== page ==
Types of Terms (Implied) (1)
Intro: A term of a contract describes the duties and obligations each party assumes under a contract. Terms can be classified in several ways. There are 2 main types: Express; Implied terms. Express term = A term that is specifically stated orally or written down at the time of the contract. Judges only give effect to these so long as they have been incorporated. Implied term = A term that isn't stated at the time of the contract but is still very important. They can come from 3 sources: Courts (Common Law), Custom (via Common Law) and Statutes passed by Parliament (via Sales of Goods Act)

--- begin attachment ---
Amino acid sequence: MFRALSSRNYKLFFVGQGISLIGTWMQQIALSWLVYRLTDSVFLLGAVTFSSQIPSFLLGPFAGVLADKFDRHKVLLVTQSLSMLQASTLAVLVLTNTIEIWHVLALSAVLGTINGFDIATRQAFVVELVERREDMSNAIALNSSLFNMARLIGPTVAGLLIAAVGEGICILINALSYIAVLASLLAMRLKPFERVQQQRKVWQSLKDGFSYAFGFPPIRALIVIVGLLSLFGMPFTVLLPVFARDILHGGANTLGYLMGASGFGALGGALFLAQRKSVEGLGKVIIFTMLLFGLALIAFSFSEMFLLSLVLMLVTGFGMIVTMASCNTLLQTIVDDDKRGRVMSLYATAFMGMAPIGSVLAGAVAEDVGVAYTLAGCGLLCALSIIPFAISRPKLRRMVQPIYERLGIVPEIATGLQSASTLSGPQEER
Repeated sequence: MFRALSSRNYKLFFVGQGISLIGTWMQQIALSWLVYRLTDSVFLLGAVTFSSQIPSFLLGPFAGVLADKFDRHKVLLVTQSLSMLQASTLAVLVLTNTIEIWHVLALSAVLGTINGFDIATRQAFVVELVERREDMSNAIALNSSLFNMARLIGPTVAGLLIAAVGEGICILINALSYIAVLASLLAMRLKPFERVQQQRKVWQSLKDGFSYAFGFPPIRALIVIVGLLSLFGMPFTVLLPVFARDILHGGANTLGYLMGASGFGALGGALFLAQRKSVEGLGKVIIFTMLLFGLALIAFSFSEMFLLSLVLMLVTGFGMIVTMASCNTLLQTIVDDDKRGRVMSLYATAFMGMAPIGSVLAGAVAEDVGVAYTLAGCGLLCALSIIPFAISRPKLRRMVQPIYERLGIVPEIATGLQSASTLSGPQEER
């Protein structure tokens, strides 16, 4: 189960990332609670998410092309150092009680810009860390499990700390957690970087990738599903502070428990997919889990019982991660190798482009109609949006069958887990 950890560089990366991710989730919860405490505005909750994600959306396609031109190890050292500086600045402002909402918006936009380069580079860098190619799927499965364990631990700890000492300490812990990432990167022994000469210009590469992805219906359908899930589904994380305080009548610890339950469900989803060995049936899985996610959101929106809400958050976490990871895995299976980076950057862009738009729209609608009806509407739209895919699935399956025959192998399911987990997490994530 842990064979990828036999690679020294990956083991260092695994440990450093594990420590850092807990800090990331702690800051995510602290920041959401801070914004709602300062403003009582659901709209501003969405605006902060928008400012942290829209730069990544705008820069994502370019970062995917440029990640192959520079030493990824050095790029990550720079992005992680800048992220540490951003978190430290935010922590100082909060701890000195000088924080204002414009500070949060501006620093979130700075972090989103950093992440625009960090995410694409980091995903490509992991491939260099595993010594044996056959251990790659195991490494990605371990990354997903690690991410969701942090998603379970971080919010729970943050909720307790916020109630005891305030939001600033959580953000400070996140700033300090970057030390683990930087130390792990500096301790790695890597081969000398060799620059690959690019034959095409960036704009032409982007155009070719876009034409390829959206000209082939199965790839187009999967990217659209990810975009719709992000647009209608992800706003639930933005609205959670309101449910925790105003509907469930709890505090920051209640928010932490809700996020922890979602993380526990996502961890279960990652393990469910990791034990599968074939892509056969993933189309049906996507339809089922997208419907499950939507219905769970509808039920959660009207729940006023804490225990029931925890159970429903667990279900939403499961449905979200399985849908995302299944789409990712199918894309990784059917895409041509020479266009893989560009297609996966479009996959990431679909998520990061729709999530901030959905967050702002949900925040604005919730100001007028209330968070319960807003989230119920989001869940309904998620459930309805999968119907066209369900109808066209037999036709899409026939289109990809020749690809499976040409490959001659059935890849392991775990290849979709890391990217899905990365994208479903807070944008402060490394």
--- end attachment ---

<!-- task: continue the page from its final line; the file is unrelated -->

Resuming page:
1. Courts (via Common Law): Judges imply terms into contracts in order to make sense of an agreement. This makes it fair on both parties. To do this, the Judges apply the 'Business Efficacy Approach'. This is done by applying 'The Officious Bystander test', as discussed in the case "Shirlaw v Southern Foundaries". This is where a term is 'so obvious' to the parties that it isn't discussed, but if an officious bystander (3rd party) were to make a provision and mention a term, the parties would laugh and say "oh, of course!" CASE: "The Moorcock". The defendants owned a jetty, and made an agreement to moor the ship and unload the cargo. However, as the tide went out, the ship broke on a rocky ledge. HELD: As there was no mention of a term, judges implied the jetty would be safe, otherwise they'd be buying into an 'oppurtunity of danger'.CASE: "Financings v Stimson". Sale of a car, and a promise made that it would be in the same condition it was seen in, however this was far from the case and it failed the condition. CASE (Previous dealings): "Hilas v Arcos". In this case contract made in 1930 for the sale of wood where everything was specified i.e. quantity, price etc ... HELD: There was a contract and judges implied the same terms in the previous contract on the sale of wood.